The French bourgeoisie is set to make a determined assault on the interests of the French working class. As a result of the militancy of much of the French trade union movement, it has not up to now been able to make much headway in its quest to lower the cost of labour power in France.
This leaves it lagging in competitiveness behind many other imperialist countries, such as Britain and Germany, which have forced through cuts in wages, job security, pensions, welfare provision and social benefits in order to maintain high returns to the bourgeoisie on their capital
On 31 August the newly-elected government of wonder-boy President Emmanuel Macron announced sweeping changes that would be made to France’s labour law, having first ensured that the draft legislation would be finalised by presidential decree, avoiding time-consuming parliamentary debate on its individual provisions, and leaving a parliament in which Macron’s party holds a comfortable majority to rubberstamp it as a single whole.
Under the provisions of Macron’s bill: “Employees will no longer have jobs that last for a lifetime, but periods of unemployment are more likely to be temporary and go in hand-in-hand with more frequent job changes and retraining …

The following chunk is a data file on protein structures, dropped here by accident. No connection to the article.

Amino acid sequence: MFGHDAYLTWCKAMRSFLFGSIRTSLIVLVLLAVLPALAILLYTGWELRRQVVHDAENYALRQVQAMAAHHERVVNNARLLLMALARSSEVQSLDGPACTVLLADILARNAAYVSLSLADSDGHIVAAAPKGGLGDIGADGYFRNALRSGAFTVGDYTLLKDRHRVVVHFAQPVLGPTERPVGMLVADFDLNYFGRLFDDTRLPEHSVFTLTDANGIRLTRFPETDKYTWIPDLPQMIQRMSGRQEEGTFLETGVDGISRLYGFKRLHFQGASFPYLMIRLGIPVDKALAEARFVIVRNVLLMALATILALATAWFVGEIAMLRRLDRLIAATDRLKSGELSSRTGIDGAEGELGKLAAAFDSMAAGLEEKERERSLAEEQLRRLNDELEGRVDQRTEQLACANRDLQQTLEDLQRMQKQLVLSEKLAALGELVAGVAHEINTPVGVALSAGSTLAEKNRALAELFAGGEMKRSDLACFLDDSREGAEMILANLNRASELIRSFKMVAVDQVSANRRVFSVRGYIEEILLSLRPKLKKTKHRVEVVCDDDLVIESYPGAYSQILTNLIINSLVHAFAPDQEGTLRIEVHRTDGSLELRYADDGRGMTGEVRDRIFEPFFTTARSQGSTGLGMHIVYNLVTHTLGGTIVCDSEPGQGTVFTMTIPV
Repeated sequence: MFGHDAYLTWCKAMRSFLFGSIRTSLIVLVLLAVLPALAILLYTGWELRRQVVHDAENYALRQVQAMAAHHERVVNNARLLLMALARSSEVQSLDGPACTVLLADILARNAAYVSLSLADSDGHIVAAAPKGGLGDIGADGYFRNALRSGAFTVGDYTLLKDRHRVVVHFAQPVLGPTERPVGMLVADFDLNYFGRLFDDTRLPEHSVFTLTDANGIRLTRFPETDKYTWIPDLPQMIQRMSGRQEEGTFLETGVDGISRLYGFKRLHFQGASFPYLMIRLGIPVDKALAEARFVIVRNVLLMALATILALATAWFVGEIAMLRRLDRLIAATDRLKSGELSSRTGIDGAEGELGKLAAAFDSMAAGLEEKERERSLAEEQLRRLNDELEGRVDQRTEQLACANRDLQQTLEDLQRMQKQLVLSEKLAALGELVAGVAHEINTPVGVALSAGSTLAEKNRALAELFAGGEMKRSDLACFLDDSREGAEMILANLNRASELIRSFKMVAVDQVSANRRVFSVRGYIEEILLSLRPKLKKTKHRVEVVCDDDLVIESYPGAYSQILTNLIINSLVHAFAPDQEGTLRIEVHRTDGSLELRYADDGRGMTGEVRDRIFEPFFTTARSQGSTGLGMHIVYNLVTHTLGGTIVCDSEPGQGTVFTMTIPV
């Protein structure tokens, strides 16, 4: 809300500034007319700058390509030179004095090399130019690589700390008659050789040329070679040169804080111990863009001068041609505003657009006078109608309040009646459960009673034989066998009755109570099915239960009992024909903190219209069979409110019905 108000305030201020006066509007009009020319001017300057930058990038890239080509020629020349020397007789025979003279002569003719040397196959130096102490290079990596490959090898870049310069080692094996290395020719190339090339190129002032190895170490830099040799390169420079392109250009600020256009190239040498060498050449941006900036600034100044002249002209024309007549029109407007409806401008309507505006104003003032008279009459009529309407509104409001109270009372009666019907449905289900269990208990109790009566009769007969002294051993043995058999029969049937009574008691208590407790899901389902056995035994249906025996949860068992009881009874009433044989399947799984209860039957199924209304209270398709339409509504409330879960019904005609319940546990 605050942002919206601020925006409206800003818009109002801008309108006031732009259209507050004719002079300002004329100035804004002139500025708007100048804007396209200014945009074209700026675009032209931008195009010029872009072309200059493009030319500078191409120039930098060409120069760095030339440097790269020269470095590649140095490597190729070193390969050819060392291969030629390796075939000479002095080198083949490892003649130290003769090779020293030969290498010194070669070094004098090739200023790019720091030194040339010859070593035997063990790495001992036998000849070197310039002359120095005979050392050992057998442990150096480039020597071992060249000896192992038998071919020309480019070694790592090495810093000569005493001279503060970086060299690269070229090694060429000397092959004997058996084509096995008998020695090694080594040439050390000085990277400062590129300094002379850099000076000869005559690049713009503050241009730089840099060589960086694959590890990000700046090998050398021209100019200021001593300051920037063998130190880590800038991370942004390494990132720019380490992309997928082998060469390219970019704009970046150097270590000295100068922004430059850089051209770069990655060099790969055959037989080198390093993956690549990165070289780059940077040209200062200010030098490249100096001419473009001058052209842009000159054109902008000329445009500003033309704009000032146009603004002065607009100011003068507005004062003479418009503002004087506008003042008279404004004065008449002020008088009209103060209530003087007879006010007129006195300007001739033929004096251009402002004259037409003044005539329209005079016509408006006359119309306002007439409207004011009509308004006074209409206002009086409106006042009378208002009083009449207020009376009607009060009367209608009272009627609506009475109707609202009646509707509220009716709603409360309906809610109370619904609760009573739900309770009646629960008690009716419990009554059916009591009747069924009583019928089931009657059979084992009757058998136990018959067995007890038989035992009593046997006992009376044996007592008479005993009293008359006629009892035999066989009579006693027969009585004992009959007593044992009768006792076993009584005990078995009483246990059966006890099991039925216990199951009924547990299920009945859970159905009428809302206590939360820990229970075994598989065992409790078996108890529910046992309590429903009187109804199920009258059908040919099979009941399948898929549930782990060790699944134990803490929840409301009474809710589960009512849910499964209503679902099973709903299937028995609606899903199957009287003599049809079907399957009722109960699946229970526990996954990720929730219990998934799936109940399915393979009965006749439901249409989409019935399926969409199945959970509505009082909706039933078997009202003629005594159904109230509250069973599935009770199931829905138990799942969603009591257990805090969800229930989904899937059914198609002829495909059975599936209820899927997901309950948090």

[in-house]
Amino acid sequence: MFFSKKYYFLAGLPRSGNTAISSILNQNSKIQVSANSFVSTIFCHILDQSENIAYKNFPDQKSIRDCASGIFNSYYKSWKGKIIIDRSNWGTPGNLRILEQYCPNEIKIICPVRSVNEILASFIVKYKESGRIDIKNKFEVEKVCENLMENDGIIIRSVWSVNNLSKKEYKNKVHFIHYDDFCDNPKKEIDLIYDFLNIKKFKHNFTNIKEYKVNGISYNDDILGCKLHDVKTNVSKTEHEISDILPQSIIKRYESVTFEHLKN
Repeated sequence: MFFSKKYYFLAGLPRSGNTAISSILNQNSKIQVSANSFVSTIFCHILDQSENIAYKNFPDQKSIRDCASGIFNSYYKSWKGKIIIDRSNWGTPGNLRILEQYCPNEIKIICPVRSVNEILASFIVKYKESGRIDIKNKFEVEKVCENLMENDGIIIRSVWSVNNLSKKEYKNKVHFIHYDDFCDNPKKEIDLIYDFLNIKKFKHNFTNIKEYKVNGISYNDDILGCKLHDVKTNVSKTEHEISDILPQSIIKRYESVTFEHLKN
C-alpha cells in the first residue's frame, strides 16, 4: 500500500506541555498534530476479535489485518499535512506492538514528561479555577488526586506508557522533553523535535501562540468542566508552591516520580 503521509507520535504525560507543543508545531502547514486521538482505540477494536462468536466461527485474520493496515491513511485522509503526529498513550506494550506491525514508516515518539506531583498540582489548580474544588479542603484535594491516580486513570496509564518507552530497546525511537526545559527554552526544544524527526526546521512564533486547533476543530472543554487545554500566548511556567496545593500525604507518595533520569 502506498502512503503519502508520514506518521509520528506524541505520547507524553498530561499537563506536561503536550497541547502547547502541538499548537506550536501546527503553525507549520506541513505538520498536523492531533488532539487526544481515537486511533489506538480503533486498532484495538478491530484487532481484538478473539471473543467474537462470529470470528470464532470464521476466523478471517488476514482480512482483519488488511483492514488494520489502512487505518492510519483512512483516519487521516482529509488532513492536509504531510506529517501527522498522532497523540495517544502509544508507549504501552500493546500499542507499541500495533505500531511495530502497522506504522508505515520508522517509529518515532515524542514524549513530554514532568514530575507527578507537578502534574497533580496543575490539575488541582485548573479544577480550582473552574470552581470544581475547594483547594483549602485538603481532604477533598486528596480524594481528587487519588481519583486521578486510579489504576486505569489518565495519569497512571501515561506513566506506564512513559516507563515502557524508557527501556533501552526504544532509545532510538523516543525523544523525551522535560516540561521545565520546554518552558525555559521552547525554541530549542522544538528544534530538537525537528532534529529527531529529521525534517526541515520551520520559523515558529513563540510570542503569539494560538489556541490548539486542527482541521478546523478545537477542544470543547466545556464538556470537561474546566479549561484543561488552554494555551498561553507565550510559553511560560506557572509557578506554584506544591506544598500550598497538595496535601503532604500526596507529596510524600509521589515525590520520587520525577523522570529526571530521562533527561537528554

“Among the changes in the decrees … is license for employers to directly negotiate with their workers over certain workplace issues rather than having to follow industry-wide agreements. That will allow a car parts factory in one region to have a different agreement with its workers than a similar company elsewhere.
“Small companies especially are being given more leeway to bargain directly with workers or their representatives, without the mediation of unions.”
Moreover, “The step was the first of several that President Emmanuel Macron and his government are planning to take to galvanise the French economy.” (France Unveils Contentious Labor Overhaul in Big Test for Macron, New York Times, 31 October 2017)
By introducing greater ‘flexibility’ into the workplace – ie, greater precariousness in employment for staff in the private sector – the mantra is that more investment in France will be encouraged, which will ultimately lead to more jobs being available. This, we are told, will put an end to the rise of ‘populist’ parties that feed on discontent among the masses.
It is, however, difficult to see how it will be possible to contain discontent, even supposing rates of unemployment did fall, if the wages and conditions of those in work deteriorate sharply – this being the whole point of the new labour law, explicitly designed as it is to undermine the power of the unions and thus of the working class to defend its interests.
Nevertheless, the Macron sweet talk in the weeks of ‘consultation’ about the proposed reforms that took place with employers and unions before the finalised draft was announced appears to have persuaded some French unions that it is useless to resist the reforms. The result has been that the unions are split as to whether or not to oppose the measures.